Opinion on Energy and Utilities in Lithuania

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Type Product title / description Pub Price
Expert View
Expert View

Gloves come off in Lithuanian unbundling debate

In an attempt to speed up the development of a competitive, well supplied gas market through nationalizing the transmission network, the Lithuanian government has alienated investors. This counterproductive approach to security of supply leaves the task of attracting capital for other projects, notably a replacement to the nuclear power plant at Ignalina, all the more difficult.

Published By Datamonitor
09 Jul 2010
Expert View
Expert View

Lithuania's government has few options in supply contract dispute

The courses of action open to Lithuania in its gas supply contract dispute with Gazprom appear to be limited. A contract signed in 2004 tied gas import prices to an oil linked indexation formula. Rising oil prices mean that the import price for 2006 will rise by 46% - an unwelcome situation for the government, but one in which it has little, if any, room for maneuver.

Published By Datamonitor
05 Dec 2005
CommentWire
CommentWire

Lithuania: moves towards new roadmap for gas industry

Plans to split gas transportation and distribution assets in Lithuania have been endorsed by the country's parliament. Datamonitor believes that the plans, once approved by the president, will help move the Lithuanian gas industry towards unhindered access to the European gas infrastructure, while also changing the configuration of the domestic market.

Published By Datamonitor
11 Jul 2011
CommentWire
CommentWire

Lukoil/Yukos: carving up the post-Soviet markets

Russia's second-largest oil company Yukos looks set to step up its investment in the oil processing and transportation infrastructure of the Baltic states, while archrival Lukoil is concentrating on the new St Petersburg oil terminal and the post-Soviet markets further south. The two strategies allow the companies to avoid head-on competition with each other.

Published By Datamonitor
12 Jul 2002
CommentWire
CommentWire

Lukoil: automatic for the future

Lithuanian fuel retailer Lukoil Baltija has reportedly decided to transform the majority of its network into automatic sites. This will enable the company to keep its position as Lithuania's market leader while increasing its overall efficiency. The venture is also relatively risk-free and should secure a profitable future for the Lithuanian fuel retailer, if not for its employees.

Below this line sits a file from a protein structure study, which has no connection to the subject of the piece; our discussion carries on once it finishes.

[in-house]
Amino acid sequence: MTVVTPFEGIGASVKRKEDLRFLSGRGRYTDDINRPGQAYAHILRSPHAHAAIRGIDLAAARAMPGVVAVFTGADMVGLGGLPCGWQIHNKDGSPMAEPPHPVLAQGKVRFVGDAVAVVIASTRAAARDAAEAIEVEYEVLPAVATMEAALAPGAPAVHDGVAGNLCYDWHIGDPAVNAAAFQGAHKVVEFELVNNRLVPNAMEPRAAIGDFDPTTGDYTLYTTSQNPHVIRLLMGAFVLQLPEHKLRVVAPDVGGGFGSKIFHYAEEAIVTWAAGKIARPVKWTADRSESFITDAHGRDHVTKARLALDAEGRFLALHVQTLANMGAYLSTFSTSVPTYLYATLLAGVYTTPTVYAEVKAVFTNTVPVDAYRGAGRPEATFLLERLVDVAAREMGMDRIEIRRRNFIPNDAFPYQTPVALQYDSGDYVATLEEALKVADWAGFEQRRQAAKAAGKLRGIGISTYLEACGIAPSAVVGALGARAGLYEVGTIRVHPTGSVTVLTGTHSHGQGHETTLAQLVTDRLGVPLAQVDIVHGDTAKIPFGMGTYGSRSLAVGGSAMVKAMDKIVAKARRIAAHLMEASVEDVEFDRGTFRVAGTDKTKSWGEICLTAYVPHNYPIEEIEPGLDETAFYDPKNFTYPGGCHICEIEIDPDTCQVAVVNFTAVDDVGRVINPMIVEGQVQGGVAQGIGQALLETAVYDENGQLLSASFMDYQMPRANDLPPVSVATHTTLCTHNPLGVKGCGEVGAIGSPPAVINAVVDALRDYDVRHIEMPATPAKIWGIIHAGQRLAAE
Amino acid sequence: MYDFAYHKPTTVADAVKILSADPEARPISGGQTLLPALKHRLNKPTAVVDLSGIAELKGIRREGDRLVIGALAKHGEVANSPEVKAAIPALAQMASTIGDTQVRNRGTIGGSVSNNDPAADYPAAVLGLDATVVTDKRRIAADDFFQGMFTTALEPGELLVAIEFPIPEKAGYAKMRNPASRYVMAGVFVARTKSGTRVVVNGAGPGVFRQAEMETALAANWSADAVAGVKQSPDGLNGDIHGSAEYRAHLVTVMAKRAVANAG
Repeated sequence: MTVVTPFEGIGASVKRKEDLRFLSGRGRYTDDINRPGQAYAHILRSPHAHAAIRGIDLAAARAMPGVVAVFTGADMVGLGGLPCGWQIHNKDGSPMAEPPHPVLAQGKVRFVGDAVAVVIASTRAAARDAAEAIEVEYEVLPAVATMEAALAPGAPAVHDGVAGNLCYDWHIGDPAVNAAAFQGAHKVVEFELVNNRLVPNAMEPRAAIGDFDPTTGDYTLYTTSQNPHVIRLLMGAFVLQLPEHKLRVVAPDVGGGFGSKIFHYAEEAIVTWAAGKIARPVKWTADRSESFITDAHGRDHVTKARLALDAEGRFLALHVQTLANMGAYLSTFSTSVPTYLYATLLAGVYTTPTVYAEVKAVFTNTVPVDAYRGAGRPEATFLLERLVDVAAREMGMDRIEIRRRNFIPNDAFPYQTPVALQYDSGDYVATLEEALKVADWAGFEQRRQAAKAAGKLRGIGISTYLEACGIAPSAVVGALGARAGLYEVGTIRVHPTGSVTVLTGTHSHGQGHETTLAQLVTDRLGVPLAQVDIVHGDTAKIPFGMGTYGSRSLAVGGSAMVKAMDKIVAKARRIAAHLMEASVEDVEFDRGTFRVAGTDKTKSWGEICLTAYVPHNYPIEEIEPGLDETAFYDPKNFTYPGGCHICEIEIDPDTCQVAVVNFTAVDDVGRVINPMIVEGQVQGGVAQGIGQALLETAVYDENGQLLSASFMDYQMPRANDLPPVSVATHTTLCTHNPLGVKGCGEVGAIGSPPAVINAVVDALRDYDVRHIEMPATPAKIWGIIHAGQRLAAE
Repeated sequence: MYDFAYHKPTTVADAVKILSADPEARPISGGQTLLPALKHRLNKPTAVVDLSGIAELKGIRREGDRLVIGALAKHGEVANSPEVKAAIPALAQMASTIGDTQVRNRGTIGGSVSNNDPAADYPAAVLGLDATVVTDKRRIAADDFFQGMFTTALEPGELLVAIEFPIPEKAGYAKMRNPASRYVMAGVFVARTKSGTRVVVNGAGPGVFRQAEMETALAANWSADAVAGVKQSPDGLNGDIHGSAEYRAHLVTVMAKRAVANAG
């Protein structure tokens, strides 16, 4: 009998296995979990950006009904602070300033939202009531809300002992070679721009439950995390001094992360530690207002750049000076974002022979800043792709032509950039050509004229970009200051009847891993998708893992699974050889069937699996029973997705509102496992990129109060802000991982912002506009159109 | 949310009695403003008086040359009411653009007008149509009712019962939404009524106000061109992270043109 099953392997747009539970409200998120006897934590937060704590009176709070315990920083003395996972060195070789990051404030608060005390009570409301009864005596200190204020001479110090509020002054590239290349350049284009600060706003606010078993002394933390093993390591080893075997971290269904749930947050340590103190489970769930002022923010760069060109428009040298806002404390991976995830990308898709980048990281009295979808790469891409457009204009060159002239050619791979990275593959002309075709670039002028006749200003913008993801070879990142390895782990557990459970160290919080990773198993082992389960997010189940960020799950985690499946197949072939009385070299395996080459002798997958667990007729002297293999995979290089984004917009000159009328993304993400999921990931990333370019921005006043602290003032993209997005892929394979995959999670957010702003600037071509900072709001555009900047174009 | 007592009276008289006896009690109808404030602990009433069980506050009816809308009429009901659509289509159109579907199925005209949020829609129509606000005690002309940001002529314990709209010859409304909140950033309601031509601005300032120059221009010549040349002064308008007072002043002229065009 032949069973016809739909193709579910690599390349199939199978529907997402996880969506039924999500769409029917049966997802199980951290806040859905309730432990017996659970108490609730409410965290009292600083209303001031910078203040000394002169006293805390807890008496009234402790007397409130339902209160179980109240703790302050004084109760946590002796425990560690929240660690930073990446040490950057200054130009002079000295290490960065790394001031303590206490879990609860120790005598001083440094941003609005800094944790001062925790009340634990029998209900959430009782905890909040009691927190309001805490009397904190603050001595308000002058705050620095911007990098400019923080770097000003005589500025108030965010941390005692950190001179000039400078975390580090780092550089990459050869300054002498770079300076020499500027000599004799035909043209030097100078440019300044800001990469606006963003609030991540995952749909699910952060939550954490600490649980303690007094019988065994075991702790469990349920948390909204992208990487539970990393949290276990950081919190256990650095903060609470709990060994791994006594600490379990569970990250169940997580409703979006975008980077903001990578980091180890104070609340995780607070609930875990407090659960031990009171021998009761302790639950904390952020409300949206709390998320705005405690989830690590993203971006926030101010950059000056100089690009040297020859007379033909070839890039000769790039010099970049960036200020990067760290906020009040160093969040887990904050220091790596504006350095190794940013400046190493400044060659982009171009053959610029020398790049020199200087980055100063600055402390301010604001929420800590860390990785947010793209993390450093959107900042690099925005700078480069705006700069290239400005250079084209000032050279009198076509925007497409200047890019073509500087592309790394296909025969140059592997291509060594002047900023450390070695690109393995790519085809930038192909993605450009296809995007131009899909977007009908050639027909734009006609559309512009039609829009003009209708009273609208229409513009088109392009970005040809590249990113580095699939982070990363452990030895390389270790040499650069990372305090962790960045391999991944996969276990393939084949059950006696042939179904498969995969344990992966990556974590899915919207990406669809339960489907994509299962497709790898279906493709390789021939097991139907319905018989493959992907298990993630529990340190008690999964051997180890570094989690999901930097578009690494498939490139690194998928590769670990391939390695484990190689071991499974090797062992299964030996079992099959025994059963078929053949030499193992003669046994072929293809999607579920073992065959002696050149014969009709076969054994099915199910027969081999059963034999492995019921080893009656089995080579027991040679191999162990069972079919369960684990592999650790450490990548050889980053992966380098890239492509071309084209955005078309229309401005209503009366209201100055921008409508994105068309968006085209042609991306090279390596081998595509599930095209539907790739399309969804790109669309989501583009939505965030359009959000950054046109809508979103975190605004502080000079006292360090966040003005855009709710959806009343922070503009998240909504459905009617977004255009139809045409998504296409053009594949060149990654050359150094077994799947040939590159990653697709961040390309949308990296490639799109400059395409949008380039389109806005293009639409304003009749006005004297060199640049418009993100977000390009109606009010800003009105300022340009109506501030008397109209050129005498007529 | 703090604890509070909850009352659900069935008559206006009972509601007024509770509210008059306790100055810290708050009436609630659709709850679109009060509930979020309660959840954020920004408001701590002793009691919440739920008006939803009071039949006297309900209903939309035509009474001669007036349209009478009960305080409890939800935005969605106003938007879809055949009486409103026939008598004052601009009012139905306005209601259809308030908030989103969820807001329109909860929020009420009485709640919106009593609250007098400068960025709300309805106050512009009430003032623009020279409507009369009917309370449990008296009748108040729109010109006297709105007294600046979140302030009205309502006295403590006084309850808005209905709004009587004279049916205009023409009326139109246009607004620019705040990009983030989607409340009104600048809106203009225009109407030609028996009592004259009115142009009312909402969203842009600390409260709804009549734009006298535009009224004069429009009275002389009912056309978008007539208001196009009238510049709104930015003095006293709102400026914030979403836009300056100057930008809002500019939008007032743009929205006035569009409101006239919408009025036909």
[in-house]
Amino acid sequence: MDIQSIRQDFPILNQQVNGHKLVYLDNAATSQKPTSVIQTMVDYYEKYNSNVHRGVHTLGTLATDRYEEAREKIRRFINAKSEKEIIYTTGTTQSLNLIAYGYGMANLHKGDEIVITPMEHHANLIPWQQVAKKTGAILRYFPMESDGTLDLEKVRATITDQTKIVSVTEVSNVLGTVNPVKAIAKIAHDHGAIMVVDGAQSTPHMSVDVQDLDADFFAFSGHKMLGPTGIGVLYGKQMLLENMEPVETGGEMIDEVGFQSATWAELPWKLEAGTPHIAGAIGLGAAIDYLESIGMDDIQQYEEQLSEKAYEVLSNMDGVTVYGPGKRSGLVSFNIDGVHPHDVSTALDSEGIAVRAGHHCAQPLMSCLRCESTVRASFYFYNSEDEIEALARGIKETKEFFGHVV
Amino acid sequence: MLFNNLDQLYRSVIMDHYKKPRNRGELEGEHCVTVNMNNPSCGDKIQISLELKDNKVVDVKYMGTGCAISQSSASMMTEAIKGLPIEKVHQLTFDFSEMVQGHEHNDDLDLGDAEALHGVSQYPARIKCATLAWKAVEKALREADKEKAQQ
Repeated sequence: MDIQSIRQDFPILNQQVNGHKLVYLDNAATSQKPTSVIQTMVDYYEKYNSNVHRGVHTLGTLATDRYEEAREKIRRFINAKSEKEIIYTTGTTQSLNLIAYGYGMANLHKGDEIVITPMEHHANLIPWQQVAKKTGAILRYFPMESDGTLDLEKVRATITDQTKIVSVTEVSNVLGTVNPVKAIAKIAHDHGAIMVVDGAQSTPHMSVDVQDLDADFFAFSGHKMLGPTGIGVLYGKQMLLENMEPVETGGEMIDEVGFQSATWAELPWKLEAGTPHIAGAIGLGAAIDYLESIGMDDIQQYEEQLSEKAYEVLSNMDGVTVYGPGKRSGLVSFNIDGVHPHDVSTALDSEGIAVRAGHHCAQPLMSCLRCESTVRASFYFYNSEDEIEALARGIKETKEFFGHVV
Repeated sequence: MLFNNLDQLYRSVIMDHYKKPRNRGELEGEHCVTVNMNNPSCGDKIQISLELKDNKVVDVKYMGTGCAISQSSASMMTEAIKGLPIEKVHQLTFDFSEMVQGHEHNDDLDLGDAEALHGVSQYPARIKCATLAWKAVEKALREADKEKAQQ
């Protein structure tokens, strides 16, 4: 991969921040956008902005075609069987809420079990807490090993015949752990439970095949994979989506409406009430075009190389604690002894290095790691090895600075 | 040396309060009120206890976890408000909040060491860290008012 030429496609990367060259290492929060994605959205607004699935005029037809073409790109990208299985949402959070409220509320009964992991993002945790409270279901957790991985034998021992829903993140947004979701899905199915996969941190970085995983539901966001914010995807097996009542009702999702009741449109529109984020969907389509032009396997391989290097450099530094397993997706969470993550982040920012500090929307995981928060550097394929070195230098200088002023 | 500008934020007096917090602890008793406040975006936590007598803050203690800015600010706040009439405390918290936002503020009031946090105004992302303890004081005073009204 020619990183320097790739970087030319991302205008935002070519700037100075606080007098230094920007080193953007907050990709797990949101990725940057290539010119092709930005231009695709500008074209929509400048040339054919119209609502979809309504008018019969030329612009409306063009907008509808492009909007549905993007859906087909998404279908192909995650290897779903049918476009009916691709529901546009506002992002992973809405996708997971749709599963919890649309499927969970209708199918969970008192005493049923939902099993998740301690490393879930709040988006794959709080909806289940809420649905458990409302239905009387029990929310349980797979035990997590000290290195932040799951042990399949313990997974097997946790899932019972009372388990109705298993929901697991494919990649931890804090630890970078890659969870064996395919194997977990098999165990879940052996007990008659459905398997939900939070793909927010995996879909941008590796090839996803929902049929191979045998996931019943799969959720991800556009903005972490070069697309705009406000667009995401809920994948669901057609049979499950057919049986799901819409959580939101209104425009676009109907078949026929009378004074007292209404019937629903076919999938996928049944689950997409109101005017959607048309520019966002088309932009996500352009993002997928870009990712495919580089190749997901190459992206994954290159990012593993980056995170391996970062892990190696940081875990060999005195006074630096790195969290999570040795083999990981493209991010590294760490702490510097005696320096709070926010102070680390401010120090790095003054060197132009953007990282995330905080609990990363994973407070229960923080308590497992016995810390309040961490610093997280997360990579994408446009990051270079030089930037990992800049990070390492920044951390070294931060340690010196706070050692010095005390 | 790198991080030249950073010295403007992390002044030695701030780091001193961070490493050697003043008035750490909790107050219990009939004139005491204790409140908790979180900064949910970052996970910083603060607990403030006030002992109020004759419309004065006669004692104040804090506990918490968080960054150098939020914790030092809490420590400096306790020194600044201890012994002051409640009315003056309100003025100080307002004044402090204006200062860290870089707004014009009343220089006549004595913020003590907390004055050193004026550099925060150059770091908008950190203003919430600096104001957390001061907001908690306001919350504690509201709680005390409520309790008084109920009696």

Published By Datamonitor
10 Aug 2005
CommentWire
CommentWire

Lukoil: moving forward in non-fuel sales

Russian fuel retailer Lukoil has announced an eight-year plan to increase its focus on shop sales at its service stations, while its Baltic subsidiary has launched a new loyalty program. Both events serve to demonstrate Lukoil's new customer-centric aspirations, and suggest that we may see these aspirations being fulfilled in a rather innovative way.

Published By Datamonitor
20 Nov 2006
Expert View
Expert View

Nordic fuel retailers take unmanned voyage east

While unmanned or automated sites have been an integral part of the forecourt retailing landscape in the Nordic markets for decades, in other parts of Europe this concept of automated payment, no shop and slightly more barren forecourts has never quite managed to take off. But a new wave of openings is now occurring, targeting markets further east.

Published By Datamonitor
23 Aug 2006
CommentWire
CommentWire

PKN Orlen: braving the Baltics

PKN Orlen has begun outlining its retail intentions for the Baltic region as it moves closer to the official acquisition of Lithuanian refinery Mazeikiu Nafta. While this deal gives PKN access to much-needed upstream assets, its lack of retail presence means it will have a lot of work do to if it intends to grow organically in markets where the likes of Lukoil and Statoil are firmly established.

Published By Datamonitor
12 Oct 2006
CommentWire
CommentWire

RWE: march across Europe continues

Published By Datamonitor
31 Oct 2000
Expert View
Expert View

The gloves are off in central European fuel retail

Rapid network expansion and upstream muscle are the unstoppable forces pushing Lukoil to the fore of fuel retailing in central and eastern Europe (CEE). The firm is the key mover in the region, expanding its site presence by a remarkable 180% over the past three years. But selling petrol is not simply a numbers game: Lukoil is also successfully incorporating a strong shop proposition.

Published By Datamonitor
11 Apr 2006

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